According to the FDA website inspectors visit these facilities on a “risk-based schedule.”
The catch? Designation as an outsourcing facility is voluntary.
An FDA report showed that production conditions have improved in some compounding pharmacies.
But there is much more work to do.
The FDA currently lists more than 70 registered outsourcing facilities, of which 58 have been inspected.
FDA inspectors found “significant objectionable conditions” in all but two of the facilities that were inspected.
These included waste in sterile areas, mold contamination on ceiling tiles, and even toaster ovens being used for sterilization.
More than a dozen companies were issued warning letters by the FDA. Two companies stopped making sterile drugs and recalled all of their sterile products.
And these are just the compounding pharmacies that have voluntarily registered with the FDA.
Carome estimates that there are thousands of unregistered facilities, all of which fall into a sort of regulatory gray area.
“The FDA has authority there,” said Carome, “but state pharmacy boards are the leading regulator of compounding pharmacies that have not registered as outsourcing facilities, which is the vast majority.”
FDA inspections at some of these facilities have turned up problems. In some cases, the FDA has turned the matter over to the state pharmacy board.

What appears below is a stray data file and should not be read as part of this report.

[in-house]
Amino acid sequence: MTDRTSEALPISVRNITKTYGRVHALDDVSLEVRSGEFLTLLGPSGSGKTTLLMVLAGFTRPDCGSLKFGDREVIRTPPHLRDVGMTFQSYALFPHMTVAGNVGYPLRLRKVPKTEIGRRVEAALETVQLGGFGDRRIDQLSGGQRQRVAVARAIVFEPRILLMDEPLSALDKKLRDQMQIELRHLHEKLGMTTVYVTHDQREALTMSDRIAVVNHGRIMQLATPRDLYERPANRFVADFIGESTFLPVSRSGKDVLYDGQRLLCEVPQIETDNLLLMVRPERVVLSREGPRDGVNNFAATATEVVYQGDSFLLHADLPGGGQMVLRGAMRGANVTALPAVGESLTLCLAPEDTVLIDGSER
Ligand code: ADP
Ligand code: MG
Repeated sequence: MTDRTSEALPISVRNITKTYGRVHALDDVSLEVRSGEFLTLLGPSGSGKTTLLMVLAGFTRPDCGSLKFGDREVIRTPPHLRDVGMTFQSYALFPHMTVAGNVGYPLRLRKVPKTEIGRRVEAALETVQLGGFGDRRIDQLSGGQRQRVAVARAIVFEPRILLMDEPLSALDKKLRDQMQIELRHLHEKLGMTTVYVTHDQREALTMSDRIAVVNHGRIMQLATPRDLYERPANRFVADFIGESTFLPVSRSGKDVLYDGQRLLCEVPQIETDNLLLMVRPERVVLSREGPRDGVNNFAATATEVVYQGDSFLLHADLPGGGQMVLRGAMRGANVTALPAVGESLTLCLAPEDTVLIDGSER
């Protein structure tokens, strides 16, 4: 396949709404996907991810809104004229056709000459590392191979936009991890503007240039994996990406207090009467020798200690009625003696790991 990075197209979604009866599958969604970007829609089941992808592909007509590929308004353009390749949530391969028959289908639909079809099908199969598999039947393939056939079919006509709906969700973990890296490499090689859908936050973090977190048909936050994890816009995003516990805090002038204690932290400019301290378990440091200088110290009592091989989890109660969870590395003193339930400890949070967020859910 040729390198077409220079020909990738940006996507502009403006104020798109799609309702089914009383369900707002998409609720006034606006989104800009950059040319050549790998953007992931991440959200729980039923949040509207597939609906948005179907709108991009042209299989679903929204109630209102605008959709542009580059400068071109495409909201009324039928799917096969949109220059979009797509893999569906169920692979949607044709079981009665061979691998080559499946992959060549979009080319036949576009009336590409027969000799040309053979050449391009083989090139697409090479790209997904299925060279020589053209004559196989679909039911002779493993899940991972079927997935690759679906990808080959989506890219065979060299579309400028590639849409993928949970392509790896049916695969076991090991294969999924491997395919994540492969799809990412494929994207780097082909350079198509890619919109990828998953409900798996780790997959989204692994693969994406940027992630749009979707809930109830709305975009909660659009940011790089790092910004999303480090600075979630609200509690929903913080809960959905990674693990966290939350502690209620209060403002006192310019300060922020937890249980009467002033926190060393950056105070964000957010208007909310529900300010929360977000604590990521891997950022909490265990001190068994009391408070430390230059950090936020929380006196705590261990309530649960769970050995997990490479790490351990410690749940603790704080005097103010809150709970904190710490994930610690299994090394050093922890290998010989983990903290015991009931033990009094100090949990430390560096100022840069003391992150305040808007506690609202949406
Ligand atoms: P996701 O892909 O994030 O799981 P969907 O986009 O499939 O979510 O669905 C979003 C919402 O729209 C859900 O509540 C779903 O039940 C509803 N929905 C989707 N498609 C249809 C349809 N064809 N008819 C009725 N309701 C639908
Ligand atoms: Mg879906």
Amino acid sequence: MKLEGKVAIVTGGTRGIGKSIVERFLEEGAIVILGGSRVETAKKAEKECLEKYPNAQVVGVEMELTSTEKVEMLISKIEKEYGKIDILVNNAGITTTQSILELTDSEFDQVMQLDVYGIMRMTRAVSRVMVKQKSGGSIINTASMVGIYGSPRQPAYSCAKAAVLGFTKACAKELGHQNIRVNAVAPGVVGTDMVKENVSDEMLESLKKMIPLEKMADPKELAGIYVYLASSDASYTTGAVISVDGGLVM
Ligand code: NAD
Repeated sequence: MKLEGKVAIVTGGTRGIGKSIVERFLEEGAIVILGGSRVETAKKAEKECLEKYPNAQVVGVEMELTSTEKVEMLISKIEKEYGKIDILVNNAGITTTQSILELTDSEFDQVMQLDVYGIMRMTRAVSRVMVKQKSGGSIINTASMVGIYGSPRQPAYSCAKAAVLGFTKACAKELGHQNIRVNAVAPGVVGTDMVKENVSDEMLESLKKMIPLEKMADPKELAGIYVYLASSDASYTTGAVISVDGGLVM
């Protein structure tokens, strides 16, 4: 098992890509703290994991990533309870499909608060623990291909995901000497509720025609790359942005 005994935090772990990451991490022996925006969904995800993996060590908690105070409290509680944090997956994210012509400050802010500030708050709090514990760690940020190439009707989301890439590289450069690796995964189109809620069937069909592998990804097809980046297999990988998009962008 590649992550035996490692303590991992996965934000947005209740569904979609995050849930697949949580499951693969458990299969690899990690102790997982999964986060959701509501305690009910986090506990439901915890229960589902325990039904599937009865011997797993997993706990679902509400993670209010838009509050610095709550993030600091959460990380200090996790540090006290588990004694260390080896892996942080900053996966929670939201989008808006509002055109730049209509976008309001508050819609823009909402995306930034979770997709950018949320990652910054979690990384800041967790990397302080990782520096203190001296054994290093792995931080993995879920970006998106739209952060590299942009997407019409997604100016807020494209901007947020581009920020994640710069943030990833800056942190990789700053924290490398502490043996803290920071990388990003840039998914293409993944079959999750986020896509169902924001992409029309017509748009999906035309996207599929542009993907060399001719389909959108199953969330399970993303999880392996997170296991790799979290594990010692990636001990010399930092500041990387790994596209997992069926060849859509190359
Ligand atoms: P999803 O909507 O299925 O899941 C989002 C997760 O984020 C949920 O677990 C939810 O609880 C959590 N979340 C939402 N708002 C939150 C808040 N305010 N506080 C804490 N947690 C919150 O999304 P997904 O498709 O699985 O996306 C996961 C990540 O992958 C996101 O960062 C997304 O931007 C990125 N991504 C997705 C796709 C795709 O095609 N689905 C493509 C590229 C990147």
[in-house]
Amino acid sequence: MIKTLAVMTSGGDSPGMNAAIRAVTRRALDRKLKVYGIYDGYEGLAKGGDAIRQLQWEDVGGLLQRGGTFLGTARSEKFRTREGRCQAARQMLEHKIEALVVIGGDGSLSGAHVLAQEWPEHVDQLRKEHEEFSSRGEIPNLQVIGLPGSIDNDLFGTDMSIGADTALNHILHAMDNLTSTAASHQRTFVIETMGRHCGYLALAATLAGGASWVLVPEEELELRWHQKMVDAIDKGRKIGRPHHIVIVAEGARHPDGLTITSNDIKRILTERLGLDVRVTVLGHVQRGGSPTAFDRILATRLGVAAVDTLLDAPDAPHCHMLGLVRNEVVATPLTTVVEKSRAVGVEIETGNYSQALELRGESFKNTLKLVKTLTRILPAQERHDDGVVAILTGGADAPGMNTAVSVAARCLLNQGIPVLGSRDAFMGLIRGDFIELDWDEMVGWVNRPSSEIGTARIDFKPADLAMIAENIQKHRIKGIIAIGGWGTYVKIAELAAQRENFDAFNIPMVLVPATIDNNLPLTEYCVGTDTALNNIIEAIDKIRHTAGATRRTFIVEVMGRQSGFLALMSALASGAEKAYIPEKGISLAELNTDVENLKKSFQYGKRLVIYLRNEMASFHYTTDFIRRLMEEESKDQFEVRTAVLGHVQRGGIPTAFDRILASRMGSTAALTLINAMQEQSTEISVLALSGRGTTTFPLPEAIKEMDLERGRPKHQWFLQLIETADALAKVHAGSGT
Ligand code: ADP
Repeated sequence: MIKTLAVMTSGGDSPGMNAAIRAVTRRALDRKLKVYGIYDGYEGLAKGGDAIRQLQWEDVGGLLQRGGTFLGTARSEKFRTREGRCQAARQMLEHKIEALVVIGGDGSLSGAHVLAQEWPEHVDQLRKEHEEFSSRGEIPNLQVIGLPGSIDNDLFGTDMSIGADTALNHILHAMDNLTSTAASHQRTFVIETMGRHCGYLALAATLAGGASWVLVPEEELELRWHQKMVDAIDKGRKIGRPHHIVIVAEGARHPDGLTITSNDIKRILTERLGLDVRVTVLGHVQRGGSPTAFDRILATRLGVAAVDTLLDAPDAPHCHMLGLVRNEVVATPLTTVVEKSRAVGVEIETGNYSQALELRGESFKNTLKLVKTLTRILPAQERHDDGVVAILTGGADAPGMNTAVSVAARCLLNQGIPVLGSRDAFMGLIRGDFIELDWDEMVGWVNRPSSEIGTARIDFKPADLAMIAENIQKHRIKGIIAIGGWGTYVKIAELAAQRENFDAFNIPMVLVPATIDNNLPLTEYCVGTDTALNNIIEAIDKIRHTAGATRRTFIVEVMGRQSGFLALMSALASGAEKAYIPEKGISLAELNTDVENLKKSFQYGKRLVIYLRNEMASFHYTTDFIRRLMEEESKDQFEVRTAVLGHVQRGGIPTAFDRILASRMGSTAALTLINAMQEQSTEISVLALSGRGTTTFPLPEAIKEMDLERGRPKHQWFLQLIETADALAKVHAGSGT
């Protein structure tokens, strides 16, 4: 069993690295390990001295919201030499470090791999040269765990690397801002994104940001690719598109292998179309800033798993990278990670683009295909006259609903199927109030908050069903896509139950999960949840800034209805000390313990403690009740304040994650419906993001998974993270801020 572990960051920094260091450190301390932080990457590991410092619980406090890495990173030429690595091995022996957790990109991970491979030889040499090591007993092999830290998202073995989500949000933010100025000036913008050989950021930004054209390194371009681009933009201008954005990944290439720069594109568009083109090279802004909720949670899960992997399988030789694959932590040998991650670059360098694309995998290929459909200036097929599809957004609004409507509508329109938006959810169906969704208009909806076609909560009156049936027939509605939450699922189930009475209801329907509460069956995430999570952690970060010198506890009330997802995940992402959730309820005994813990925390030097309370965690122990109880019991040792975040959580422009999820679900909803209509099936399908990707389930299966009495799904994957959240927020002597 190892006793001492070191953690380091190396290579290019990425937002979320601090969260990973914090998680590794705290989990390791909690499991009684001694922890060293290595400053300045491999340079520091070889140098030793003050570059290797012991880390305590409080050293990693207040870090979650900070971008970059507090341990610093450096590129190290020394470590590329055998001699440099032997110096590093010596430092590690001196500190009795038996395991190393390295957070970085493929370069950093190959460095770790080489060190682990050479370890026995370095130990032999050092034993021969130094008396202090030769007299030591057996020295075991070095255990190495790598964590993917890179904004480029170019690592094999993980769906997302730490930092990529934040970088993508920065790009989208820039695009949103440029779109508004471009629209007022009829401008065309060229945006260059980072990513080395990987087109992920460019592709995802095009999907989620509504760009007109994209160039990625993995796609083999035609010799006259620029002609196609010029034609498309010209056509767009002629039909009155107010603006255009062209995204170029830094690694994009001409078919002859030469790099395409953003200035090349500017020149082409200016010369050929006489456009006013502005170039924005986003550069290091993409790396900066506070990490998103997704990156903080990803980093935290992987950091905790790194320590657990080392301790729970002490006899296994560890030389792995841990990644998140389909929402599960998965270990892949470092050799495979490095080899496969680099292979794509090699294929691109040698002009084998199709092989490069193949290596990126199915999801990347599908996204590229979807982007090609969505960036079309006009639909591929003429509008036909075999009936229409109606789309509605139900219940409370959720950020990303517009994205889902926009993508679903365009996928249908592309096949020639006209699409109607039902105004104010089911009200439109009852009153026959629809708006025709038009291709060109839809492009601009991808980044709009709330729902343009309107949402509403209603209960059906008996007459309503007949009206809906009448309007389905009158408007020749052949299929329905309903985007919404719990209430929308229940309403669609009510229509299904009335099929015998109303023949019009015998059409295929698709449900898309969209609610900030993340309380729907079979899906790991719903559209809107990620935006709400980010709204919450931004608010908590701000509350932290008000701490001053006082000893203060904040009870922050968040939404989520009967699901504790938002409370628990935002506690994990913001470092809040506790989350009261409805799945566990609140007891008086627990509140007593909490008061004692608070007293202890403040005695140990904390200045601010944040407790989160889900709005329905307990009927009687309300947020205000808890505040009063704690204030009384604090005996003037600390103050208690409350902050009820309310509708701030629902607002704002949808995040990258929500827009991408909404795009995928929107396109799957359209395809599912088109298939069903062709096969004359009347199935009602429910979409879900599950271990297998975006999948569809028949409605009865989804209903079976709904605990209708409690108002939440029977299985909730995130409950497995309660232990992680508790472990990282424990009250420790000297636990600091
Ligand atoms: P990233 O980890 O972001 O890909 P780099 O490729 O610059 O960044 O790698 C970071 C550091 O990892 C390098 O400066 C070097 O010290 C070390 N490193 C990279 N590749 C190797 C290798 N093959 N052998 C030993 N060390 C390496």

However, another report by The Pew Charitable Trusts found that on average each state inspector is responsible for monitoring 230 pharmacies. Illinois inspectors handle 900 pharmacies each.
Regulations for compounding pharmacies also vary from state to state.
Because there are so many compounding pharmacies not registered with the FDA and so few inspectors, inspections may not happen regularly.
“They are generally triggered by some red flag that there’s a concern about the quality or safety of the products, or the quality of their production facilities and techniques and procedures,” said Carome.
Mandatory FDA drug recalls
These issues have prompted some to call for stronger regulation.
“What’s really needed is for the FDA to have recall authority where they can just simply order these companies,” said Carome, “rather than asking them to do so voluntarily.”